Reflections on Black Mirror – by those for whom science fiction became reality Warning: this article contains some spoilers. Hated in the Nation Hated in the Nation is Black Mirror’s excursion into public shame: it takes a series of targets who have brought disapprobation upon themselves. One is a columnist who slates a disabled person; another, an X Factor style judge who scorns a nine-year-old; a protestor who pretends to urinate on a war memorial; a politician so closely modelled on George Osborne that it made me feel nostalgic for a pre-Brexit age, when he was the summit of Tory obnoxiousness. They all find themselves in the eye of a Twitter storm, only this time it’s for real – the anger doesn’t crescendo then vanish.

Joho the BlogJoho the Blog - Let's just see what happens The hosts of the BardCast podcast consider Cymbeline to probably be Shakespeare’s worst play. Not enough happens in the first two acts, the plot is kuh-razy, it’s a mishmash of styles and cultures, and it over-explains itself time and time again. That podcast is far from alone in thinking that it’s the Bard’s worst, although, as BardCast says, even the Bard’s worst is better than just about anything. Nevertheless, when was the last time you saw a performance of Cymbeline? Yeah, me neither.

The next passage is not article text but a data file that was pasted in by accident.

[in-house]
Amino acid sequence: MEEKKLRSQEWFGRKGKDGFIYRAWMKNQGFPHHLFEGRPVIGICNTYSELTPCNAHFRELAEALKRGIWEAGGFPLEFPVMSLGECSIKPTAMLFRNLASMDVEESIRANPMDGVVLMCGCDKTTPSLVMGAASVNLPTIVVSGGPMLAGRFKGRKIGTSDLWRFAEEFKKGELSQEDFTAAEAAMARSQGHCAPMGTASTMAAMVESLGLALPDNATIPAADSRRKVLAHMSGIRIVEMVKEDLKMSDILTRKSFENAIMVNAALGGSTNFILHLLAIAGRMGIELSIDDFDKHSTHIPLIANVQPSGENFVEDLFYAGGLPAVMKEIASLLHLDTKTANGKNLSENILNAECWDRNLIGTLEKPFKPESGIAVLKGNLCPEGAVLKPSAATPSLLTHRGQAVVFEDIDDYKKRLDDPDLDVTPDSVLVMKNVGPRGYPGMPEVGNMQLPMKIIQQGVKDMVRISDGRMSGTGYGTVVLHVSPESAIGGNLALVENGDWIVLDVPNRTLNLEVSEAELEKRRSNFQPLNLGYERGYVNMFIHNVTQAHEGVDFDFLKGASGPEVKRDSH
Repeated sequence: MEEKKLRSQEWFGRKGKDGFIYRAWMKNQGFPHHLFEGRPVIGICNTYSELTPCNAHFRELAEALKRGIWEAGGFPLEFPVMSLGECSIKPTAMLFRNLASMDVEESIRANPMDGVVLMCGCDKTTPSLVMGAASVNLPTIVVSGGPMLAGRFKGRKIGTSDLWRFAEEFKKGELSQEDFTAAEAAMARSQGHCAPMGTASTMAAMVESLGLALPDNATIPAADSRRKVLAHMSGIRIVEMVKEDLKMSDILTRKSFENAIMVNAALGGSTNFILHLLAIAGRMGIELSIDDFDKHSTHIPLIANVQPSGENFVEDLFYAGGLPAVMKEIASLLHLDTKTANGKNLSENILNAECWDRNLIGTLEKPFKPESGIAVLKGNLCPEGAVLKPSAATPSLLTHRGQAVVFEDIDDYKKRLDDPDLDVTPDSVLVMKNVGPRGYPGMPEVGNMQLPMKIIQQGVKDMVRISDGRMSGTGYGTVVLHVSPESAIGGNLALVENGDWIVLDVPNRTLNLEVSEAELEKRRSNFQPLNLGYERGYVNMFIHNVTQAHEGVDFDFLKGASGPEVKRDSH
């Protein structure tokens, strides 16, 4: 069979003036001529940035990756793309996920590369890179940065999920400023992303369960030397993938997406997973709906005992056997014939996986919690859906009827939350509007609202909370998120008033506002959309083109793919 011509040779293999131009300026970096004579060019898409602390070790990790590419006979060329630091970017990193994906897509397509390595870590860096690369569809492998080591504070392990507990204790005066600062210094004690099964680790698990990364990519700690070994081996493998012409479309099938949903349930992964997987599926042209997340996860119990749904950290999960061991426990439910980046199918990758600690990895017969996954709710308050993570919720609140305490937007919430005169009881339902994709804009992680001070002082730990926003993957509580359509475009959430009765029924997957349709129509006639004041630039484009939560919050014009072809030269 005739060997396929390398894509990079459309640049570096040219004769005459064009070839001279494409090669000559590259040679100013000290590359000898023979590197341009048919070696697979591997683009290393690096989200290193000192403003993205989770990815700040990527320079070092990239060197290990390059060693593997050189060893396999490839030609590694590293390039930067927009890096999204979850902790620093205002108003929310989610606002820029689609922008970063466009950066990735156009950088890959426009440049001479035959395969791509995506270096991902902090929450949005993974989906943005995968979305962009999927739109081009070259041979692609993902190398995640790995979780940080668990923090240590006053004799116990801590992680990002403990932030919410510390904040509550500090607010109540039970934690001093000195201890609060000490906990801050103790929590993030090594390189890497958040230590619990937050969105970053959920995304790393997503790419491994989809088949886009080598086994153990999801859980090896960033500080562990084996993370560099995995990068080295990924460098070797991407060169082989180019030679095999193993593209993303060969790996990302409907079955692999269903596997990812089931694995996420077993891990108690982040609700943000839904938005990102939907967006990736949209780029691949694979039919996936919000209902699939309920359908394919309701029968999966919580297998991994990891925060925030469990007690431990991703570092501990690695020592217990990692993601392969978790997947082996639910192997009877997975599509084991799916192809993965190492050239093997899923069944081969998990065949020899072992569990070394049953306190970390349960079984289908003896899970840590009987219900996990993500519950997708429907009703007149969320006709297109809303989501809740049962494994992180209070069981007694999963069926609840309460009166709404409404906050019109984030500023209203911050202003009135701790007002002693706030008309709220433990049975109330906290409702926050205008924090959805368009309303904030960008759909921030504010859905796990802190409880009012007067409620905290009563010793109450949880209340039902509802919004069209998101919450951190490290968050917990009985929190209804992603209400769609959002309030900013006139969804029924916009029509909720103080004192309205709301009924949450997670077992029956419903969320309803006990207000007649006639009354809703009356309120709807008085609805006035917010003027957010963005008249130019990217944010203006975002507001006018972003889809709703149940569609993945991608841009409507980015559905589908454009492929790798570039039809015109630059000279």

Applying a social network analysis (SNA) approach to understanding radiologists' SAO/NASA ADS Physics Abstract Service · Electronic On-line Article (HTML)· References in the Article· Reads History· · Translate This Page Abstract Rationale and objectives: Observer performance has been widely studied through examining the characteristics of individuals. Applying a systems perspective, while understanding of the system's output, requires a study of the interactions between observers.

Listicles, aggregation, and content gone viral: How 1800s newspapers prefigured today’s Internet “If you think BuzzFeed invented the listicle, you haven’t spent enough time with 19th-century newspapers, because they’re everywhere.” That’s Ryan Cordell, a Northeastern University professor who researches virality in 19th-century newspapers, during a talk he gave recently at MIT. It was a common practice for 19th-century newspapers to republish poems, fiction excerpts, and even lists of facts that were originally published elsewhere. Editors would subscribe to many newspapers and would cut out things they thought were interesting, relevant, or fit a space on the page that they needed to fill and then republish them in their own papers, Cordell explained.